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Tobacco harmful in all its forms, disguise: WHO


May 30, 2019

LAHORE: On the eve of this year’s World No Tobacco Day, the World Health Organisation (WHO) is calling on people to protect their lungs by not only quitting tobacco smoking but also saying no to secondhand smoke.

Enough scientific evidence is available to prove that tobacco is harmful in all its forms and disguise. It kills over eight million people every year. Tobacco smoking and secondhand smoke can cause lung cancer, chronic obstructive pulmonary disease, asthma and tuberculosis. Tobacco smoke in itself is a very dangerous form of air pollution. Tobacco smoking is the primary cause for lung cancer, responsible for over two thirds of lung cancer deaths globally.

Tobacco smoke contains over 7000 chemicals, at least 69 of which are known to cause cancer. Second-hand smoke exposure at home or in the workplace also increases the risk of lung cancer.

Additionally, tobacco smoking is the leading cause of chronic obstructive pulmonary disease, a condition where the build-up of pus-filled mucus in the lungs results in a painful cough and agonising breathing difficulties.

The risk of developing chronic obstructive pulmonary diseases particularly high among individuals who start smoking at a young age, as tobacco smoke significantly slows lung development.

Tobacco also aggravates asthma, which restricts activity and contributes to disability. Furthermore, tuberculosis damages the lungs and reduces lung function, which is further exacerbated by tobacco smoking.

Around 38pc of men and 4pc of women are smokers. In some countries, 57pc of men and 29pc of women smoke. There is huge burden of tobacco use in Pakistan. As many as 19.1 pc adults use tobacco in any form, men 31.8 pc and women 5.8pc and among the youth (13-15 years of age) the prevalence is 13.3 and 6.6 pc among boys and girls respectively.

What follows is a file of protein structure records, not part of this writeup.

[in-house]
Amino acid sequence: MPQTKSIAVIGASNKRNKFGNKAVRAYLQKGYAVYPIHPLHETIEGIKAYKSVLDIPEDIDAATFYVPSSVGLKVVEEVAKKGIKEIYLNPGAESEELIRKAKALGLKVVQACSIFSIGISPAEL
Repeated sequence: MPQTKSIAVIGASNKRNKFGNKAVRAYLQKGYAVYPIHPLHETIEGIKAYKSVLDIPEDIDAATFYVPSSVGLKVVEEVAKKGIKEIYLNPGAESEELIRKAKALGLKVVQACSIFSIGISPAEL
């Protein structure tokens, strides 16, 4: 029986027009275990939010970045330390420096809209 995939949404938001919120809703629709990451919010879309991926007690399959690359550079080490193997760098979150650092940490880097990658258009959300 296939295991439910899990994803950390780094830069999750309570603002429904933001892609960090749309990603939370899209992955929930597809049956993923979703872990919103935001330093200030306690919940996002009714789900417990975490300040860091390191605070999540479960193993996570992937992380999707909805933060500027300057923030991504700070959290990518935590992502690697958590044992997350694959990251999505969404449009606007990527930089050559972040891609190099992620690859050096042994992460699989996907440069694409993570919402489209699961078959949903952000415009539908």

As per Global Adult Tobacco Survey that was conducted in Pakistan in 2014, the current adult tobacco smokers and smokeless tobacco users were 12.4 pc and 7.7 pc respectively and exposure to secondhand smoke was 48.3pc.

On the conservative estimates keeping in view the increase in population, tobacco attributable deaths may amount to 227,000 per year.

“Smoking among young people is particularly worrying,” says Dr Ahmed Al-Mandhari, World Health Organisation Regional Director for the Eastern Mediterranean. “It has reached 42pc in boys and 31pc in girls”. This includes smoking Shisha, which is more popular among young people than cigarettes.

“By 2025, smoking is expected to rise in the Eastern Mediterranean Region, contrary to the trend in the rest of the world,” explains Dr Al-Mandhari. “This will lead to an escalating epidemic of lung disease regionally”.

People must quit smoking to reduce the risk of lung cancer; slow the progression of chronic obstructive pulmonary disease; and improve asthma symptoms; raise awareness of the harmful effects of tobacco use and secondhand smoke exposure; discourage the use of tobacco in any form; advocate for your rights, and let things other than tobacco take your breath away.

Governments made commitments to reduce tobacco use by 30pc by 2025. It’s time to accelerate tobacco control legislation and the implementation of FCTC and MPOWER measures to reduce demand for this deadly product.

“Policies are in place to help achieve this target,” says Dr Al-Mandhari. “The World Health Organisation Framework Convention on Tobacco Control and the MPOWER measures to reduce demand for this deadly product can help us beat tobacco and save lives,” he said.

“Stop tobacco from taking your breath away. Tobacco kills one person every 4 seconds. Do not be that person and do not contribute to the death toll,” says Dr. Palitha Mahipal, World Health Organisation Head of Pakistan. He said tobacco is deadly in any form or disguise. Tobacco killed 100 million during the last century and if current trends persist, tobacco, by the end of this century, will kill a billion people or more unless urgent action is taken.

Dr Palitha said that a recent high level World Health Organisation mission on tobacco taxation has held extensive technical discussions with the Federal Bureau of Revenue, met with high-ups and advocated for an immediate elimination of the third-tier and enhanced tobacco taxation and we would see it happening. Dr Palitha advocated for strict Tobacco Control laws; large-sized pictorial health warning on tobacco packs; implementation of “Plain Packaging”; comprehensive ban on Tobacco Advertising Promotion and Sponsorship; enhanced Tobacco Taxation and implementation of “Health Tax” on tobacco products; and continued Health awareness campaigns.